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May 18, 2020 Special Dispatch No. 8757

Saudi Writer: Erdogan Is Like A Monkey Who Dreams Of Being King Of The Jungle

May 18, 2020
Saudi Arabia, Turkey | Special Dispatch No. 8757

Against the backdrop of the high tension between Saudi Arabia and Turkey, the Saudi daily 'Okaz published an unusually harsh article by Sattam bin Hadbaa mocking Turkish President Recep Tayyip Erdogan. The article tells a story about a monkey called Qirdowan (a play on the name Erdogan and "qird," the Arabic word for monkey) who is adored by a group of foolish cats and dreams of becoming king of the jungle. The monkey tries to stand up to the real king, the lion, only to get slapped in the face again and again. Eventually, he sees a squirrel in a dream who tells him that, since he is a dishonest and greedy coward, he should try becoming a gang leader rather than a king and live at the expense of the foolish cats who admire him. Through this story, the writer implies that Erdogan, too, dreams of leading the world and renewing the glory of the Ottoman empire, but in reality he is more like a gang-leader who exploits the fools who admire him.

The following are translated excerpts from the article.[1]


Sattam bin Hadbaa (Source: 'Okaz, Saudi Arabia, May 12, 2020)

"Yesterday, five-year-old Turki (the name means "Turkish") came to me and said, 'Uncle, let met tell you the story about the greedy monkey.’ I smiled and said, ‘I’d love to hear it.’ He said: ‘Two cats were arguing over a piece of cheese, and asked the monkey to settle their dispute. The monkey cut the cheese into two unequal pieces and placed them on the scales. The larger piece tipped the scales [to one side], so the monkey bit a piece off it and put it back. Now the other piece tipped the scales [to the other side], so he bit a piece off that one, and so on and so forth, until both pieces were gone and there was nothing left for the two cats, who went away disappointed. The end!’

"Then the boy asked me some questions. The first was: 'What were the cats arguing about?' I replied: ‘The cheese.’ Then he asked: ‘Why did they go to the monkey?’ I said: ‘So he would judge between them.’ He thought for a bit and then asked his last question: ‘So what were they left with?’ I answered: ‘No cheese at all.’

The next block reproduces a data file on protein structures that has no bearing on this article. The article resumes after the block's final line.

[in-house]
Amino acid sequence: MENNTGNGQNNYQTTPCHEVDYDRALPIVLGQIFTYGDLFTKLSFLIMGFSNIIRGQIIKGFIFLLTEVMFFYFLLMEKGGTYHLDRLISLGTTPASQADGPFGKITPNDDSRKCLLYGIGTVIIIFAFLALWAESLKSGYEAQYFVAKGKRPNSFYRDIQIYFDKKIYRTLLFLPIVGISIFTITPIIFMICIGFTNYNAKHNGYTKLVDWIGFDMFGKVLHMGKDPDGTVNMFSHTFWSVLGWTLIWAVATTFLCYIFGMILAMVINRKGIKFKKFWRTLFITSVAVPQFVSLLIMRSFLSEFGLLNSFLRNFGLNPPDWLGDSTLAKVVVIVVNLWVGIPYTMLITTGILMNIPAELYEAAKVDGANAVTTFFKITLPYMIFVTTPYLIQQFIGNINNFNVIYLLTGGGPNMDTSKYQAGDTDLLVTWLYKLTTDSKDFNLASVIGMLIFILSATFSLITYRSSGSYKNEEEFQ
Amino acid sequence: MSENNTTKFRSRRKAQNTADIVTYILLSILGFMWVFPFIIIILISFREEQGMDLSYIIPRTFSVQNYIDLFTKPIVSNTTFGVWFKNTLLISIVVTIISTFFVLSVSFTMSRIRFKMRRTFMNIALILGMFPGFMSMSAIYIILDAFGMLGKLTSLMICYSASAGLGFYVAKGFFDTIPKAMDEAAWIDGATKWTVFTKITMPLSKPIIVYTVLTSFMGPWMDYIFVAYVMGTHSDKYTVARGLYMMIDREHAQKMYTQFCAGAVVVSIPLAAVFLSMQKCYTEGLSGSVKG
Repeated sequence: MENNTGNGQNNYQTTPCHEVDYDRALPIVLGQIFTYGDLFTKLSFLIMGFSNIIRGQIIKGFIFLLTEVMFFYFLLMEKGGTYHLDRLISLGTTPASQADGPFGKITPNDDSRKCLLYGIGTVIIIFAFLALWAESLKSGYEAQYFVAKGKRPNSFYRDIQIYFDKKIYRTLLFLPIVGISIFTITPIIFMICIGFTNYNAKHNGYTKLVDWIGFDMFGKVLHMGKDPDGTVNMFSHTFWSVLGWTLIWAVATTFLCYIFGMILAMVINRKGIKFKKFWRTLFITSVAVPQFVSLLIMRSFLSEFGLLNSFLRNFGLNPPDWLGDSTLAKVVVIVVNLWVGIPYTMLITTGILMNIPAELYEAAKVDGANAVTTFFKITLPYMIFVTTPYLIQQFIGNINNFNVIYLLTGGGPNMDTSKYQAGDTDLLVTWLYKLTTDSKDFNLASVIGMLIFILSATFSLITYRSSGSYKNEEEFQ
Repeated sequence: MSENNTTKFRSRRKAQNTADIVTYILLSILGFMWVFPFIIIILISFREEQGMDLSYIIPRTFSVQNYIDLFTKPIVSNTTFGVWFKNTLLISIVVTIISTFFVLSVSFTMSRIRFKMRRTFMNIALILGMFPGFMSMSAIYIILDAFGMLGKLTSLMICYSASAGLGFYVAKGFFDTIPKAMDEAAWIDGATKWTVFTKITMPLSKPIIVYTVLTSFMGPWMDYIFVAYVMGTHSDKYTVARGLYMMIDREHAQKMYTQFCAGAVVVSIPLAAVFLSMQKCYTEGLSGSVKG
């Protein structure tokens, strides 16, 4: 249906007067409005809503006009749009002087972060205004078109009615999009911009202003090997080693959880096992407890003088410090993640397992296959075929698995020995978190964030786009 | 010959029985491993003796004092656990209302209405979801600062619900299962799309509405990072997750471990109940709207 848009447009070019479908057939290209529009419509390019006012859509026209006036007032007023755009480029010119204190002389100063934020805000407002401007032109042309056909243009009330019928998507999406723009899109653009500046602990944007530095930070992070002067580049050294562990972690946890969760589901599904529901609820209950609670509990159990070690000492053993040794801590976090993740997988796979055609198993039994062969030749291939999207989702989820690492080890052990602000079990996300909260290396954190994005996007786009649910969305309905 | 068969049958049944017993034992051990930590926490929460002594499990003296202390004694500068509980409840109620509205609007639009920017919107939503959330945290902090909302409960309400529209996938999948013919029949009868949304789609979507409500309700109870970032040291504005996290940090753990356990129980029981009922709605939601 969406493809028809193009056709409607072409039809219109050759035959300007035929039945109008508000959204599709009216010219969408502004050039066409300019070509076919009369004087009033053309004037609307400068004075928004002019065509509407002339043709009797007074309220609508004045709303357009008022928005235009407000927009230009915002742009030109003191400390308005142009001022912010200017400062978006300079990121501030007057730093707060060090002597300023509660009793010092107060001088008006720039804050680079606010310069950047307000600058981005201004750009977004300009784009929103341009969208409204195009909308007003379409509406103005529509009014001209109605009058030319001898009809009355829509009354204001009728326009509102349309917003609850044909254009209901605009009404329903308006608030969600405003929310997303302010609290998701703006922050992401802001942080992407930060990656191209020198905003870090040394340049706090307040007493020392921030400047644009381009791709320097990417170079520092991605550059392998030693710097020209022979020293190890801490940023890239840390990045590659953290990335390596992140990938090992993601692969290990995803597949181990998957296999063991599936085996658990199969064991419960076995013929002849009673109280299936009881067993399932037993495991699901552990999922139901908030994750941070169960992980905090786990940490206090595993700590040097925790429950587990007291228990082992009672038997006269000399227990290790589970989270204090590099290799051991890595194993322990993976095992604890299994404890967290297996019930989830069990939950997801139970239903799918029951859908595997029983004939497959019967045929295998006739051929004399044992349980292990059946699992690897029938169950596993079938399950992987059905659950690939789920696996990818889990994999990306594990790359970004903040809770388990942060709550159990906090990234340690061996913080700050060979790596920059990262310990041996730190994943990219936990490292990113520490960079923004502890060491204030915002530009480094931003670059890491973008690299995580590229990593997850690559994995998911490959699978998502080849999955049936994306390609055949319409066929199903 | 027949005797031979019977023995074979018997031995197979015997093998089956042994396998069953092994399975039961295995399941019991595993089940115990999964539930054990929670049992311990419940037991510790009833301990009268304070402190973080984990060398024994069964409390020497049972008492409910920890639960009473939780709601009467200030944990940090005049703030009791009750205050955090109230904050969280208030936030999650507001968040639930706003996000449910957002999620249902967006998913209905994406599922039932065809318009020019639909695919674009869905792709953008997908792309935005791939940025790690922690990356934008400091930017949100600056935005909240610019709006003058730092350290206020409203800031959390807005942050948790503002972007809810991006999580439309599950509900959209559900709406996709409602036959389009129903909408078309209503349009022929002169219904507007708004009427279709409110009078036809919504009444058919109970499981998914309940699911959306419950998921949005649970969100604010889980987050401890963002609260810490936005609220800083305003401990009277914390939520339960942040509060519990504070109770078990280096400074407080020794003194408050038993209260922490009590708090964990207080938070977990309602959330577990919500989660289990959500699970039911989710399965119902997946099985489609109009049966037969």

"Now it was my turn to tell him a story called 'Qirdowan,' which may be similar to the one he told me, for Qirdowan also exploited every dispute to get a bite [for himself] and every problem to make a few pennies [of profit]. [This monkey] used to tell the cats about his dreams and ambitions to be king of the jungle, for his forefathers were lions and tigers and he wanted to renew their glory.

"The cats would greet him, applaud him and cry out his name [in admiration], and, since they were weak and foolish cats, they pinned many hopes on him. When [Qirdowan] blocked the lion’s path, the lion would slap him in the face and Qirdowan would slink away disappointed. But when he returned to the cats, they would praise him and spin imaginary fairytales in which he [managed to] block the lion and the lion was distracted from [his job of] ruling the jungle. Qirdowan would think a lot about [his ambitions] and about the dreams that recurred in his tiny brain, imagining [himself] ruling over the foolish cats and taking their food. Then he would return to the lion, drunk with the adoration, applaud and slogans of the foolish cats, only to receive the usual slap in the face and turn away disappointed.

"Qirdowan remained in this state until [one day] he met a squirrel in the tree where he slept, who told him: 'Let me give you some advice, for I know a lot about you. I have seen you with the cats and with the lion.’ ‘Speak!’, replied Qirdowan. The squirrel said: ‘You are not fit to be the king of the jungle, for the ruler of the jungle must be someone strong and reliable, who does not break his promises and commitments. Why don’t you become a gang leader [instead]? You are opportunistic, dishonest, cowardly and greedy. The cats can be your gang members, for they believe you and praise you, and this tree can be your kingdom, where you can rule as you please and take the cats’ food, so that you never [have to] go to bed without supper.’ Then Qirdowan gave a screech and woke up from his dream. He understood he was living a lie and deceiving himself. His body [stiff] with cold and his eyes trembling, he fell unconscious never to wake up [again].

"At this point the innocent boy fell asleep as well, without asking who the monkey was and who the cats were."

 

[1] 'Okaz (Saudi Arabia), May 12, 2020.

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